HUNTERSVILLE, North Carolina – As the NASCAR Sprint Cup Series heads to Talladega (Ala.) Superspeedway this weekend for the final race of the Round of 12 in the 2016 Chase for the Sprint Cup, Kyle Busch’s SNICKERS Halloween Toyota is appropriately dressed for the occasion with a special Halloween-themed livery.
Talladega will undoubtedly have the usual treats in store for some drivers, but there also can be some scary moments in store for many others during Sunday’s Alabama 500 – the biggest “unknown” of the Sprint Cup playoffs.
Busch, driver of the No. 18 SNICKERS Halloween Toyota for Joe Gibbs Racing (JGR), has found fortune both good and bad during the first two seasons of NASCAR’s elimination-round format of the Chase.
In the fall of 2014, Busch entered Talladega with a 25-point lead on the eighth and final transfer spot. He ended up being wrecked from behind during a chain-reaction accident, heavily damaging his car and ultimately relegating him to a 40th-place finish and elimination from that year’s Chase.
Last season, Busch headed to the Talladega elimination race ninth in the standings and six points out of the final cutoff spot. He did what he needed to do to advance that day by avoiding trouble and bringing home an 11th-place finish, which advanced him to what is now called the Round of 8. Busch was able to post solid finishes in the Round of 8 to advance to the Championship 4 at Homestead-Miami Speedway, where he brought home his first career Sprint Cup title by winning the season finale.
With lessons learned from the last two seasons and knowing anything can happen at Talladega, Busch again enters the weekend as one of 12 remaining Chase drivers who will look to earn the chance to continue their playoff run by advancing to the Round of 8 starting next weekend at Martinsville (Va.) Speedway. This year, Busch sits well above the cutline with a 27-point cushion back to ninth-place Austin Dillon. But he and his SNICKERS Halloween team aren’t fooled at all by the word cushion, which isn’t comforting at a place like Talladega. Jimmie Johnson and Kevin Harvick are thus far the only drivers guaranteed a spot in the Round of 8 by virtue of their victories in the opening two races in the Round of 12. One lap, or even one corner, could make the difference between making the cut or not as there probably isn’t a track on the circuit that presents as much of an unknown as the mammoth 2.66-mile Talladega oval.
Busch has conquered Talladega just once in his career, his lone win coming in April 2008. In his 22 starts at the track, he has 10 other top-15 finishes, and four outings that ended in an accident. So, the Las Vegas native knows the winner of Sunday’s 500-mile race will need to have a strong car and some good fortune at NASCAR’s longest track.
So as Busch and his fellow competitors head to Talladega this weekend, they’ll hope that a treat will be waiting for them Sunday afternoon in the form of a ticket to the Round of 8, keeping alive their dreams of repeating as Sprint Cup champions.
KYLE BUSCH, Driver of the No. 18 SNICKERS Halloween Toyota Camry for Joe Gibbs Racing:
Do Talladega and even Martinsville present the chance for a shakeup in the standings?
“Obviously, both races are difficult because you can get yourself into trouble by getting caught up in a mess not of your doing. It’s tough, and you’ve got to be able to pull through in all of these races, and you’ve got to have a little bit of luck go your way, too. You’ve got to have the execution of everything go your way. It starts with coming off the hauler and getting good practice sessions going, qualifying well, trying to always stay up front, and then putting yourself in position for a chance to make it through this weekend. I know Adam (Stevens, crew chief) and the guys will have our SNICKERS Halloween Toyota ready to go, we just have to be prepared for anything and also hope for some good fortune on top of that.”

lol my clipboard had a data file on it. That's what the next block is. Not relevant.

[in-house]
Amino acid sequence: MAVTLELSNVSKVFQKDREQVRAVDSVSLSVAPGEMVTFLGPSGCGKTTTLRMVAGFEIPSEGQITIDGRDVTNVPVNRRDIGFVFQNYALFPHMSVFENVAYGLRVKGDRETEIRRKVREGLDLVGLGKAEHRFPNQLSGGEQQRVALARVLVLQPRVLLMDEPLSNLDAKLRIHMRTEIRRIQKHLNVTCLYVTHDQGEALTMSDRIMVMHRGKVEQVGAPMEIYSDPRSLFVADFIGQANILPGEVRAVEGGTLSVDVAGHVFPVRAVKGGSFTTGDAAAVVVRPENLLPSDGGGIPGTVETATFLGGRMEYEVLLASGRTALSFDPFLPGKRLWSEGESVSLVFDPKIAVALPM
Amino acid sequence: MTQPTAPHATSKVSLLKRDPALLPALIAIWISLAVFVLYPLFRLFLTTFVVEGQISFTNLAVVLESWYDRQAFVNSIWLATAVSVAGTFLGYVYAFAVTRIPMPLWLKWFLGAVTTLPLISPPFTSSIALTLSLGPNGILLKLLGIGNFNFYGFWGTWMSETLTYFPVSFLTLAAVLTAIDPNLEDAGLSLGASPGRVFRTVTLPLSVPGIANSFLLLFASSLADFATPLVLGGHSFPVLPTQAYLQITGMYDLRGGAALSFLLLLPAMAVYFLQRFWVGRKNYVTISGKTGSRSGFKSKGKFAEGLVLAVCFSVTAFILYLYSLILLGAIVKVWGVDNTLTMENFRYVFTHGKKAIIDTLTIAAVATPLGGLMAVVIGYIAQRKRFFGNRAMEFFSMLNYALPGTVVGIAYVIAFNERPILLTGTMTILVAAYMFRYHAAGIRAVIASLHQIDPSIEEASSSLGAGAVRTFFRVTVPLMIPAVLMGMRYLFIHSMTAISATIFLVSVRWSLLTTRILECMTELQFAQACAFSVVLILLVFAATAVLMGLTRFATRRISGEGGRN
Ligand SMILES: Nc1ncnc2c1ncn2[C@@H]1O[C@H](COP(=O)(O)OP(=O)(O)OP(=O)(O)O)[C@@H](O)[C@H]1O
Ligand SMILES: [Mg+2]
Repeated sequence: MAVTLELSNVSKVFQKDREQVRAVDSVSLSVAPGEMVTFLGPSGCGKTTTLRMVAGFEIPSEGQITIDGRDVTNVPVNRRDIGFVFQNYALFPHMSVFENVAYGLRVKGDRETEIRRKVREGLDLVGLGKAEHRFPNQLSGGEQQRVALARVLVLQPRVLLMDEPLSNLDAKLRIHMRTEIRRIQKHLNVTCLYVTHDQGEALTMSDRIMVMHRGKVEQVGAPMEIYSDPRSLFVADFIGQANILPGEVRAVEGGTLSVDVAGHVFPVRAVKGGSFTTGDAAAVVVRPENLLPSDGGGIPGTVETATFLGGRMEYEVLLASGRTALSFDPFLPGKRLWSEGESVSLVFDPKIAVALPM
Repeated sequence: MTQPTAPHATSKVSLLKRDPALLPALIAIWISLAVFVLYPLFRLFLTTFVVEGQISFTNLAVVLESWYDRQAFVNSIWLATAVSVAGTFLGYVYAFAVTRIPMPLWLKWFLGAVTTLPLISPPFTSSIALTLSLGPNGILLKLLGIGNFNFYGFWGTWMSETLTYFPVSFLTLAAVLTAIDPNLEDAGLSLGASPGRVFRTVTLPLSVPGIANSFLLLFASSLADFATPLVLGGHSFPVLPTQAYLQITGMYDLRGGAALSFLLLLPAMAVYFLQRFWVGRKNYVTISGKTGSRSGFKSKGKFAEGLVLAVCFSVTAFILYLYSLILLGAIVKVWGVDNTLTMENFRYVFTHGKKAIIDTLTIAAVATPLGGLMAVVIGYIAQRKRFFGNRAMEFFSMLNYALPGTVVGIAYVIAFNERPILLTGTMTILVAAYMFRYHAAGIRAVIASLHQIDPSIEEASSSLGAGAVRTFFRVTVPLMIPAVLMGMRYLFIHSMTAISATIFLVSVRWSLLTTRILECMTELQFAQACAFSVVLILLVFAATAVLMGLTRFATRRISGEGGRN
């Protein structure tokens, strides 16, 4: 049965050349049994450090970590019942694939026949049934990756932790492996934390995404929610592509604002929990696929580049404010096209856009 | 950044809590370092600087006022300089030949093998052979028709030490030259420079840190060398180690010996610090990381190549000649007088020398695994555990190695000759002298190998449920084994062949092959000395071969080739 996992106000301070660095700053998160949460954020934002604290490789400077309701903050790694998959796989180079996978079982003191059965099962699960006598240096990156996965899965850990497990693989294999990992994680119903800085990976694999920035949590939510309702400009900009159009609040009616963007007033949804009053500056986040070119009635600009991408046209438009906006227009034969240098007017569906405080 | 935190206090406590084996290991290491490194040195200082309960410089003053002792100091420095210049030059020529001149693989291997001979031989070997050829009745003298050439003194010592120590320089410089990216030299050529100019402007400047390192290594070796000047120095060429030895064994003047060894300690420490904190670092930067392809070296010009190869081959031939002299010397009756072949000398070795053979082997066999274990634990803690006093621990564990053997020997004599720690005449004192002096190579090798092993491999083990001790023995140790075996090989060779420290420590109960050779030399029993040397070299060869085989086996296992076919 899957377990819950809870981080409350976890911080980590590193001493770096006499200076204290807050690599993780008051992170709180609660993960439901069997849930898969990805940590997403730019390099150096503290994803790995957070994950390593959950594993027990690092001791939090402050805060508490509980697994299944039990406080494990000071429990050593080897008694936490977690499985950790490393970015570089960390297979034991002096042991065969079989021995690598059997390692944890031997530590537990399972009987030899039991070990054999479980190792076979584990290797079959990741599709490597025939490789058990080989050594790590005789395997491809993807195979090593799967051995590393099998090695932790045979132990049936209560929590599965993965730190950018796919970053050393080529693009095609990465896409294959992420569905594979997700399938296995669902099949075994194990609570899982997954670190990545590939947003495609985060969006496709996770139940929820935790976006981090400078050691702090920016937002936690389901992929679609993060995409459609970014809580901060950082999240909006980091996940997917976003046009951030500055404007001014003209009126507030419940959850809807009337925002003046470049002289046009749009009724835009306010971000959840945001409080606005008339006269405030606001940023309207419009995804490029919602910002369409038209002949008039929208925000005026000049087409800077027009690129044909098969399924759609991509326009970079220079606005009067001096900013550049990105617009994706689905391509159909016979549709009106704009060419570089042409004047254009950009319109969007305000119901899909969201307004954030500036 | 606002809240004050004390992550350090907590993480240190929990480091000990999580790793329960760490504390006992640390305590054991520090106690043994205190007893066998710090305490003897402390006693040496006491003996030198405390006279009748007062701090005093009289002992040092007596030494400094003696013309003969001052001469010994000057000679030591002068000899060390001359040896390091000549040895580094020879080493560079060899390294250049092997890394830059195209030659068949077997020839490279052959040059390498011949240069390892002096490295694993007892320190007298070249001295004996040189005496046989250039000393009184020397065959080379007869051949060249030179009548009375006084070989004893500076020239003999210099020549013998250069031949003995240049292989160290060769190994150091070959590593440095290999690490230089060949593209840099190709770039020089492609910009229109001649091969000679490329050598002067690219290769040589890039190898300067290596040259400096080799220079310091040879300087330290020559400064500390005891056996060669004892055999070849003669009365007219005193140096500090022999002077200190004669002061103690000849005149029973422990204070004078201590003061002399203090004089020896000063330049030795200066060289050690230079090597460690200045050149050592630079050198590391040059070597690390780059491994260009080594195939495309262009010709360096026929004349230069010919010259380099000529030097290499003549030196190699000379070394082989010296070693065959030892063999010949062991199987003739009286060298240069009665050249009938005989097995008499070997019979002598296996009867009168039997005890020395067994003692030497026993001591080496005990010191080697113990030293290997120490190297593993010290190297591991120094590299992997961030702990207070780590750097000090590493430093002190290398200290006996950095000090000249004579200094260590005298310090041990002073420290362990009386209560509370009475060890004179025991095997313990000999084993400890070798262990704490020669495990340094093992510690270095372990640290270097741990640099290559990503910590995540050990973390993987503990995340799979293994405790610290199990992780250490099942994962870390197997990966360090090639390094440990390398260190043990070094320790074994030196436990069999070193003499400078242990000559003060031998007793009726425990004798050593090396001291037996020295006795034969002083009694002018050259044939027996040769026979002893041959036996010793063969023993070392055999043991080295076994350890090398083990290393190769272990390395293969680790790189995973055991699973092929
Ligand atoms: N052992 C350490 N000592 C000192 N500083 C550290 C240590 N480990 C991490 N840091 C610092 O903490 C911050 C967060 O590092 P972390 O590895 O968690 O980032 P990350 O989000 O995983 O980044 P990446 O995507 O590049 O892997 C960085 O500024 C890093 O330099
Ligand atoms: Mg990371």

Do the solid finishes at Charlotte and Kansas give you any comfort heading to Talladega?
“You never can have any comfort and you do what you need to do in order to transfer through. It’s all about the racing gods when it comes to the story of Talladega. I’ve been on both sides of it at Talladega in the first two years of this format. We’ve had a cushion before and been wrecked out, and we were on the outside looking in last year and were able to stay out of trouble and make it through to the next round.”
Does it feel easier this year trying to duplicate what worked last year?
“Yeah, I think so. I mean, there are obviously times where you feel like you want to push hard and go get a win or go get a better finish than where you’re currently running. But, you know you’ve just got to do what you can in order to let these races kind of fall into place, and sometimes it’s just worth taking the finish that’s coming to you and moving on and going to the next one. It doesn’t always help to push too hard and try to advance yourself. It can also help to just sit back, relax and finish where you can.”
What is the key to pulling off a victory at Talladega?
“The key there is to somehow stay out of trouble. At Talladega, you pretty much stay around the bottom since there is a lot of grip there, and you can pretty much run wide open every single lap. Everyone can run up on top of each other. When you get single-file at the bottom, sometimes it’s hard to get a lane on the outside with enough good cars to get something going. It can be frustrating at times because of that. It also seems to still put on a good race each time we go there. If you can be a contender and stay in line on the bottom, you can make it a pretty easy and safe race. Normally, guys are not content doing that, so that’s when it starts to get crazy.”
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